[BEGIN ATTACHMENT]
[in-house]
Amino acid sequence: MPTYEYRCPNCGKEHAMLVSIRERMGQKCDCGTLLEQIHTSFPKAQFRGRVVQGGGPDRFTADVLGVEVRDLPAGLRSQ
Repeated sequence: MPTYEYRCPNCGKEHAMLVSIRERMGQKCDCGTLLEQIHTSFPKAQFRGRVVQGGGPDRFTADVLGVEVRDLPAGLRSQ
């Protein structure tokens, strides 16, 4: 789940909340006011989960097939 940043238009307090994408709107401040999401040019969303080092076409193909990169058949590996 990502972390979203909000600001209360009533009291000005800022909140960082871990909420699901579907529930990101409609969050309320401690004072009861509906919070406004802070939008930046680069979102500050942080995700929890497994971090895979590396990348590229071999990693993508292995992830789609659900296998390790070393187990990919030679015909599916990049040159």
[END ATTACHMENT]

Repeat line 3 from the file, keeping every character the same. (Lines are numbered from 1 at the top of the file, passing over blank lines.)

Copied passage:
Repeated sequence: MPTYEYRCPNCGKEHAMLVSIRERMGQKCDCGTLLEQIHTSFPKAQFRGRVVQGGGPDRFTADVLGVEVRDLPAGLRSQ